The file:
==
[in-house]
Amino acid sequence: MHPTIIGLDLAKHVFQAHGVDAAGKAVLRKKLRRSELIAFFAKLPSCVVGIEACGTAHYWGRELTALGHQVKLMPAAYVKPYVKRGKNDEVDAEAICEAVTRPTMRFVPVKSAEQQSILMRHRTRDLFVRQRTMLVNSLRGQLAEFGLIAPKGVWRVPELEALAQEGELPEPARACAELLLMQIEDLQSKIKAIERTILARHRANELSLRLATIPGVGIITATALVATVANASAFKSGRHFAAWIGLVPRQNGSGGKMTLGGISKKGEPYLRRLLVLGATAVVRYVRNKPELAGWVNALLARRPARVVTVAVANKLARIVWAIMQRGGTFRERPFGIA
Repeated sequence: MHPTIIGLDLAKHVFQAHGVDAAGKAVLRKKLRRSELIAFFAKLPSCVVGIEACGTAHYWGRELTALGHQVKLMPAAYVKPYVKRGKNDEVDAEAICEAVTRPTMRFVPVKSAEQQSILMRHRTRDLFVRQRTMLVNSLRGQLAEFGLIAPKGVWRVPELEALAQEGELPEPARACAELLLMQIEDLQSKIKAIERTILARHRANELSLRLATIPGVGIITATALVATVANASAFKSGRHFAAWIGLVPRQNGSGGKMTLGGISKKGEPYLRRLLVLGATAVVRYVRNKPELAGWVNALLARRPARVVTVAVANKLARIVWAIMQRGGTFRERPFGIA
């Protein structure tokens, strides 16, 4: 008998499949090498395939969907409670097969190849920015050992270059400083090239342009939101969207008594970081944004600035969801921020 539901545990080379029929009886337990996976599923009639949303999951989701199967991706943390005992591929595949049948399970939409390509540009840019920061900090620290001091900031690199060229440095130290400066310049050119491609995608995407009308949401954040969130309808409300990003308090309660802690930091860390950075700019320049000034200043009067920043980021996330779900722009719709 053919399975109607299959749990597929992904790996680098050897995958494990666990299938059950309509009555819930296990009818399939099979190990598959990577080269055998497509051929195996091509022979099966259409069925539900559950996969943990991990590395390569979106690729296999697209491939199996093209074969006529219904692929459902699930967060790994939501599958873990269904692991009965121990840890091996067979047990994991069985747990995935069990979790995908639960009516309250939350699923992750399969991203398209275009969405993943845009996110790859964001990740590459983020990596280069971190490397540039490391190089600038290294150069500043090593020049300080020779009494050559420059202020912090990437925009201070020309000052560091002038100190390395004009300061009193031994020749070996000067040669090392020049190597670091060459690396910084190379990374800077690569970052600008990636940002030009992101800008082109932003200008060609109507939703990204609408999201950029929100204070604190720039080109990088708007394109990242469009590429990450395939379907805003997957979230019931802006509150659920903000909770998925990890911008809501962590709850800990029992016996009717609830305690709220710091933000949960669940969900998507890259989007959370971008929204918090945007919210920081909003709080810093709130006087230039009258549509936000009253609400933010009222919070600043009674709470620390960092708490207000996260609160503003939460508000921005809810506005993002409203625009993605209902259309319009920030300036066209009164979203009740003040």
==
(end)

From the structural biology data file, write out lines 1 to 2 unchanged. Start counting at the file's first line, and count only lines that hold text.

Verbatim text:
[in-house]
Amino acid sequence: MHPTIIGLDLAKHVFQAHGVDAAGKAVLRKKLRRSELIAFFAKLPSCVVGIEACGTAHYWGRELTALGHQVKLMPAAYVKPYVKRGKNDEVDAEAICEAVTRPTMRFVPVKSAEQQSILMRHRTRDLFVRQRTMLVNSLRGQLAEFGLIAPKGVWRVPELEALAQEGELPEPARACAELLLMQIEDLQSKIKAIERTILARHRANELSLRLATIPGVGIITATALVATVANASAFKSGRHFAAWIGLVPRQNGSGGKMTLGGISKKGEPYLRRLLVLGATAVVRYVRNKPELAGWVNALLARRPARVVTVAVANKLARIVWAIMQRGGTFRERPFGIA